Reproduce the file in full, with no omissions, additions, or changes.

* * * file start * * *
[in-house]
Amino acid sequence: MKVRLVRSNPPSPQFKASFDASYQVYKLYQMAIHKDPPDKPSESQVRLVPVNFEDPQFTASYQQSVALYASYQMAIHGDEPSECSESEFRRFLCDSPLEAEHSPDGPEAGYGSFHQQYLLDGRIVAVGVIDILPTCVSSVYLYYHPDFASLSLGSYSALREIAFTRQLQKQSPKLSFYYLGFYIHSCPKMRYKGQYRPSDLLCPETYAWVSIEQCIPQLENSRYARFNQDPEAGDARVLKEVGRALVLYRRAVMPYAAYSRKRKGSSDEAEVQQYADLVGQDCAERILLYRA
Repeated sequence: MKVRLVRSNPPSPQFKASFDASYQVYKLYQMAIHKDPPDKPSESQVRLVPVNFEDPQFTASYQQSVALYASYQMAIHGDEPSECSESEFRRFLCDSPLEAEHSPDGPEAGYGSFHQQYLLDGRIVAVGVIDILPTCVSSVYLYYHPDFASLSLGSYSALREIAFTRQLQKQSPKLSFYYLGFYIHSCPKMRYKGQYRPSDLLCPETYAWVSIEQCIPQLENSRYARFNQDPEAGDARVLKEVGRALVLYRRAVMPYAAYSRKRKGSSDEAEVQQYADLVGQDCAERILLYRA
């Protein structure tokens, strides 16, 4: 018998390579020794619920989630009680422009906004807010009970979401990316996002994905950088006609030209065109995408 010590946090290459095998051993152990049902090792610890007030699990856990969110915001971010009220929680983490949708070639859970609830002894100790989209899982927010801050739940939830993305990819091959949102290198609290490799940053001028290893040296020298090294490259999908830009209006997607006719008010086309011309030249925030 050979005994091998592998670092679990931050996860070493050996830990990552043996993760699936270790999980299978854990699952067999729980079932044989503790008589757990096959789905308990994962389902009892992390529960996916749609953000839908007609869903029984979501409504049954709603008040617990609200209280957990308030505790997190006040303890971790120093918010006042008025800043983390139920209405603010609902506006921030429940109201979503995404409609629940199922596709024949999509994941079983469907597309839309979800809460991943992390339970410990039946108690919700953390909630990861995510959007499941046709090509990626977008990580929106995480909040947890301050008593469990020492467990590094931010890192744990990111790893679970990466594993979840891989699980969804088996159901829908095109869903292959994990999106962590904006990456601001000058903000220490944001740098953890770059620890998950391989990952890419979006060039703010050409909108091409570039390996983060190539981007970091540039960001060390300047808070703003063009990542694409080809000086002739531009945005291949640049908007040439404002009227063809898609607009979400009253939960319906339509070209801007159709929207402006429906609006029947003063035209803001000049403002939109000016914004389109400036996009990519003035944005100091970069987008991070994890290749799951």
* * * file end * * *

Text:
[in-house]
Amino acid sequence: MKVRLVRSNPPSPQFKASFDASYQVYKLYQMAIHKDPPDKPSESQVRLVPVNFEDPQFTASYQQSVALYASYQMAIHGDEPSECSESEFRRFLCDSPLEAEHSPDGPEAGYGSFHQQYLLDGRIVAVGVIDILPTCVSSVYLYYHPDFASLSLGSYSALREIAFTRQLQKQSPKLSFYYLGFYIHSCPKMRYKGQYRPSDLLCPETYAWVSIEQCIPQLENSRYARFNQDPEAGDARVLKEVGRALVLYRRAVMPYAAYSRKRKGSSDEAEVQQYADLVGQDCAERILLYRA
Repeated sequence: MKVRLVRSNPPSPQFKASFDASYQVYKLYQMAIHKDPPDKPSESQVRLVPVNFEDPQFTASYQQSVALYASYQMAIHGDEPSECSESEFRRFLCDSPLEAEHSPDGPEAGYGSFHQQYLLDGRIVAVGVIDILPTCVSSVYLYYHPDFASLSLGSYSALREIAFTRQLQKQSPKLSFYYLGFYIHSCPKMRYKGQYRPSDLLCPETYAWVSIEQCIPQLENSRYARFNQDPEAGDARVLKEVGRALVLYRRAVMPYAAYSRKRKGSSDEAEVQQYADLVGQDCAERILLYRA
């Protein structure tokens, strides 16, 4: 018998390579020794619920989630009680422009906004807010009970979401990316996002994905950088006609030209065109995408 010590946090290459095998051993152990049902090792610890007030699990856990969110915001971010009220929680983490949708070639859970609830002894100790989209899982927010801050739940939830993305990819091959949102290198609290490799940053001028290893040296020298090294490259999908830009209006997607006719008010086309011309030249925030 050979005994091998592998670092679990931050996860070493050996830990990552043996993760699936270790999980299978854990699952067999729980079932044989503790008589757990096959789905308990994962389902009892992390529960996916749609953000839908007609869903029984979501409504049954709603008040617990609200209280957990308030505790997190006040303890971790120093918010006042008025800043983390139920209405603010609902506006921030429940109201979503995404409609629940199922596709024949999509994941079983469907597309839309979800809460991943992390339970410990039946108690919700953390909630990861995510959007499941046709090509990626977008990580929106995480909040947890301050008593469990020492467990590094931010890192744990990111790893679970990466594993979840891989699980969804088996159901829908095109869903292959994990999106962590904006990456601001000058903000220490944001740098953890770059620890998950391989990952890419979006060039703010050409909108091409570039390996983060190539981007970091540039960001060390300047808070703003063009990542694409080809000086002739531009945005291949640049908007040439404002009227063809898609607009979400009253939960319906339509070209801007159709929207402006429906609006029947003063035209803001000049403002939109000016914004389109400036996009990519003035944005100091970069987008991070994890290749799951």